By Michael E. Miller
By Ryan Yousefi
By Kyle Munzenrieder
By Sabrina Rodriguez
By Michael E. Miller
By Carlos Suarez De Jesus
By Luther Campbell
By Kyle Munzenrieder
That summer Wright took her mother along when she toured parts of Europe and Latin America. Because Rosa Wright was paying for Milton's college education, Betty vowed to earn the $75 per month tuition at Notre Dame. At first she worked in the Elisa Star wig shop downtown on Flagler Street; later her record royalties kept her in the school. She'd just begun her first semester as a music theory student at Miami Dade Community College when "Clean Up Woman" was released in late 1971. The record became a million-seller, and the next year Wright embarked on a lengthy world tour.
In 1973 Henry Stone and Steve Alamo formed now-legendary TK Records, which over the next decade would help put Miami on the music industry map, despite the city's distance from major recording centers. The TK studio in Hialeah is known as the birthplace of disco. (George McCrae's "Rock Your Baby" and KC and the Sunshine Band's "Get Down Tonight," among scores of subsequent sensations, originated at TK.)
A former jazz trumpeter in New York who moved to Miami after World War II, Stone cultivated a family-type operation in which the young artists worked on each other's sessions, and one in which, according to some, earnings from hit records would be distributed as Stone decided. Stories abound about Stone's paternalistic treatment of his artists; one, related in Fredric Dannen's 1990 book Hit Men, tells of Stone handing over the keys to his new Cadillac when George McCrae complained that he was owed thousands of dollars. After McCrae had driven off, Stone explained to a friend who'd witnessed the scene that the car was rented. "Henry Stone reminded me of a college professor," says Willie Clarke, now an art teacher at Glades Middle School. "He gave you the opportunity to get a great education, but you were definitely going to pay for it."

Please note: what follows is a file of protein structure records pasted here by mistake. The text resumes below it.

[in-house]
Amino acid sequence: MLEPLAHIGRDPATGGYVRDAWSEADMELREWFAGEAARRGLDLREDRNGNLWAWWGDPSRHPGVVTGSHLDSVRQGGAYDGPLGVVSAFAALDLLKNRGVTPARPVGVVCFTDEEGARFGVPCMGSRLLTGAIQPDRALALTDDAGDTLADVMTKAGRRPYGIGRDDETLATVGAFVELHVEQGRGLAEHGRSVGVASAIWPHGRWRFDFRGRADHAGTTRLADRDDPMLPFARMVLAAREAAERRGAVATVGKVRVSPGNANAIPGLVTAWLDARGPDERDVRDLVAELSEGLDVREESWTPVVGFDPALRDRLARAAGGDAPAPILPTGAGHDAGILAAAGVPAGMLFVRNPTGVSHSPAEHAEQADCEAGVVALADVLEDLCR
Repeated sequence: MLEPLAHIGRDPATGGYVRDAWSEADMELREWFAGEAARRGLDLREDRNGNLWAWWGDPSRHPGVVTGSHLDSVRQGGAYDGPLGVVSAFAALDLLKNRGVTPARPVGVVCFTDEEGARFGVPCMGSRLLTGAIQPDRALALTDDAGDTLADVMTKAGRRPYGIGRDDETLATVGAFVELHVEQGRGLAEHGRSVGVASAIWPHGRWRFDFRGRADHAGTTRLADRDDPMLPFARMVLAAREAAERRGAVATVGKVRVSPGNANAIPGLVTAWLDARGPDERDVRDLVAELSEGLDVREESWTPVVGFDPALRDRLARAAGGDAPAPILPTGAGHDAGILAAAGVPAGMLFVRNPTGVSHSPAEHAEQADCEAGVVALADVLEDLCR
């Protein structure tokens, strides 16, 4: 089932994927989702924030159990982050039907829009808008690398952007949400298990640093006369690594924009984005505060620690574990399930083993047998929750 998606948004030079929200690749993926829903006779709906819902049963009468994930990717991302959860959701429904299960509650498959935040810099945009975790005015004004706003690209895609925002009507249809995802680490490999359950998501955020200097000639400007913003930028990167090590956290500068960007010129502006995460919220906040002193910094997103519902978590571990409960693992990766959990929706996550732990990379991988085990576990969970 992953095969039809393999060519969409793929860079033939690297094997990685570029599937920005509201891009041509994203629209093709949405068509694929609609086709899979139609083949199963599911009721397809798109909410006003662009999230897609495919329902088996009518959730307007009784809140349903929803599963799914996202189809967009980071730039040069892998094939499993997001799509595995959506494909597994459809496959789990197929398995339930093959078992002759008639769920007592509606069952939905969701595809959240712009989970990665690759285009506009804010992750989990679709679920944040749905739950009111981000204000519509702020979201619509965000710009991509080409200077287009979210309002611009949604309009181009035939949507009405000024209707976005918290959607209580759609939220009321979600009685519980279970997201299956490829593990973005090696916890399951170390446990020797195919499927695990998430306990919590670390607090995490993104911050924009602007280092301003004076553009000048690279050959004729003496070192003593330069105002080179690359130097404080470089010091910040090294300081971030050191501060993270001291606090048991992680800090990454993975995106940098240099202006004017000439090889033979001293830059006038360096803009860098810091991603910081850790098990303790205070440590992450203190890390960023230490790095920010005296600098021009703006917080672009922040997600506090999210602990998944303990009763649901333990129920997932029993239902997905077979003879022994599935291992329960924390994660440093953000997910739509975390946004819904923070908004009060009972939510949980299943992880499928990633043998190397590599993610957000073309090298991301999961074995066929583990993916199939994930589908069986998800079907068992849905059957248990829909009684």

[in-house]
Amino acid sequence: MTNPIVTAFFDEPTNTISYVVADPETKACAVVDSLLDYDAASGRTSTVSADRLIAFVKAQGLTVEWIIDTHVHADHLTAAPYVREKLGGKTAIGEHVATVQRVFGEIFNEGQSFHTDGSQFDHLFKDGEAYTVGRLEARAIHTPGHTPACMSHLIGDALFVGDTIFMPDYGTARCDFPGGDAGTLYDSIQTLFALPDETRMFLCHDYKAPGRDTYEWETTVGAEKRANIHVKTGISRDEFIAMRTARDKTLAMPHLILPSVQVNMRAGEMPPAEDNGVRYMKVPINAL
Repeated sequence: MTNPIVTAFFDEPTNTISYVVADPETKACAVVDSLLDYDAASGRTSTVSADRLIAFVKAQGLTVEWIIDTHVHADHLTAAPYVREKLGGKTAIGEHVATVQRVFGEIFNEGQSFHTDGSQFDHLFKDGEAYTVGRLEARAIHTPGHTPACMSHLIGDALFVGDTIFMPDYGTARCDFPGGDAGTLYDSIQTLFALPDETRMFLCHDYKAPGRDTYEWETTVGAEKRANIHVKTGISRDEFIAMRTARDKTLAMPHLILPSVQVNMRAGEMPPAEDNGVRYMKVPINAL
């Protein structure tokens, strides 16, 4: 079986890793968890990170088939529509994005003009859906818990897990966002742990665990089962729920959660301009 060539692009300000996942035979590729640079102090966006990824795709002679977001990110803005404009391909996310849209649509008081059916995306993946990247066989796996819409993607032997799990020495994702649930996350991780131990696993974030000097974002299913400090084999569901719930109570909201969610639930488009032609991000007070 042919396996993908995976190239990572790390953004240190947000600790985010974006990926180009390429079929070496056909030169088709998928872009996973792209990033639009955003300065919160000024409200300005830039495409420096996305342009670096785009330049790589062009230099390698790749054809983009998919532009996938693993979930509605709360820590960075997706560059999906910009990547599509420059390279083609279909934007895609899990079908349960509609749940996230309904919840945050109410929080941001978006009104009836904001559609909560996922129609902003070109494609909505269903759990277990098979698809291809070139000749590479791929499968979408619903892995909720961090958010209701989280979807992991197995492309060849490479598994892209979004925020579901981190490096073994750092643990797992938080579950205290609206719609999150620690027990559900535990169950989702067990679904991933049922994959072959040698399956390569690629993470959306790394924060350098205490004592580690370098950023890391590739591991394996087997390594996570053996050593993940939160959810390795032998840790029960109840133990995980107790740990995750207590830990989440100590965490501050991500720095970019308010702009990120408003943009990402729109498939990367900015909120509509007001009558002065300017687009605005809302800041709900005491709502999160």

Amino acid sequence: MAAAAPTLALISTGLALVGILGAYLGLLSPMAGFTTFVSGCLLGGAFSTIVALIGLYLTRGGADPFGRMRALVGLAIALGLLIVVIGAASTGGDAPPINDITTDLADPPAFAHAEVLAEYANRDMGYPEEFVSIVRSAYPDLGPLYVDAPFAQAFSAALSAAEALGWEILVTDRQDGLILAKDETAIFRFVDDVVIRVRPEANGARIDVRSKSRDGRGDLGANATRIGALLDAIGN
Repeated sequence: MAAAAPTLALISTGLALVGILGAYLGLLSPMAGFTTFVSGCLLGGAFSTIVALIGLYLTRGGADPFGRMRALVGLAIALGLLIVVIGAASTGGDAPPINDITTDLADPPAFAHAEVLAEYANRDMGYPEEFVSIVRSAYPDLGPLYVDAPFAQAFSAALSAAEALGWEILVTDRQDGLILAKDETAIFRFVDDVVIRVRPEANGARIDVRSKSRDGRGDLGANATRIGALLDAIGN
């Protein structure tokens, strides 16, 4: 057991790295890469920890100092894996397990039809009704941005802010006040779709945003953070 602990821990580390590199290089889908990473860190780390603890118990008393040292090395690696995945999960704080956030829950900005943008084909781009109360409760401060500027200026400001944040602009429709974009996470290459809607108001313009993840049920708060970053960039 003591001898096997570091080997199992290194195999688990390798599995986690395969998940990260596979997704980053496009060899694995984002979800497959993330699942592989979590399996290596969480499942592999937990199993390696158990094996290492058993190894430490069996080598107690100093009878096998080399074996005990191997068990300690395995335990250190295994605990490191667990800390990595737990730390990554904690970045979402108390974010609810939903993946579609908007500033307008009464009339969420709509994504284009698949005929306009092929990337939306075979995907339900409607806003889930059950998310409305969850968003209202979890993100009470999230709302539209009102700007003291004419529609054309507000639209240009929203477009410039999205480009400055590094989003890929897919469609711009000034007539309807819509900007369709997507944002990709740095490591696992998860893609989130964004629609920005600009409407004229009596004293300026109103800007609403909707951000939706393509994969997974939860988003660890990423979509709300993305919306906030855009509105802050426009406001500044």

Clarke, a trim man with a pencil-thin moustache, was more than a decade older than Wright. As her manager and producer -- and, as Wright puts it, a "surrogate father" -- he kept her under a tight rein. "I didn't allow Betty to have too much to say as far as her music should go," Clarke says now. "She'd have all the input she wanted, but she wouldn't have the final say." He complains now that Wright doesn't give enough credit to the people who got her started. (Unfurling several yards of computer printouts, Wright retorts that Clarke gets plenty of credit -- 25 percent of the royalties from several songs she wrote during his tenure as her manager.)
Clarke's and Wright's close association turned romantic for a time, before they split -- personally and professionally and bitterly -- in the late Seventies. Wright also terminated her association with TK Records before the company went bankrupt in 1980. "When I asked for my release from Henry," she recalls matter-of-factly, "it was on the grounds of incest, 'Because you're my father and you screwed me.' That's what I wrote."
At 21, Betty Wright had been singing professionally for more than seven years. "She stopped listening to me," Clarke says, his eyes shadowed behind tinted glasses. "She started listening to other people, and she went to Epic [Records]. When we broke up, I suffered. But regardless, my time with Betty is one of the highlights of my life."
Whatever the reasons for the breakups, they represented an inevitable departure from a younger, more dependent phase of Betty Wright's life and career. But growing up was hard to do. When she returned to Miami after a 1975 tour of Europe and Africa, the disco craze had taken hold. For a while Wright says, she lost her musical and spiritual bearings. "I never can remember being scared of anything but God or the Devil," she explains. "And one other thing: Failing at anything. And this hurt, when the disco era came in and everything was dance. Words didn't matter. I didn't know what music to record, to tell you the truth. I felt like I was getting left behind."
In the early Eighties, Wright recorded two albums for Epic Records. The first, Betty Wright, contained "She's Older Now," a Top 10 hit on the R&B charts. The second, Wright Back Atcha, had the bad fortune to be released the same day in 1983 as Michael Jackson's Thriller, the best-selling record of all time, also on Epic.
Wright says she was depressed for months afterward, believing Epic had dumped her. (She says she later discovered that her management company had pulled her out of the contract with Epic, and signed a more lucrative deal -- for the management company -- with another label.)
In 1976 Wright had married educator Jerome McCray, whom she'd met at church. Their daughter Aisha was born at the end of that year, but the marriage ended in divorce four years later. Now, as the second Epic album floundered, a three-year marriage, to gospel pianist Patrick Palmer, was crumbling, too. (Daughter Patrice, who's almost ten, and son Patrick, eight, came from that union.) They had been living in Connecticut, where he was working. She was pregnant, and he left her for another woman. She wrote a song called "Pain," and went to New York to try to sell it.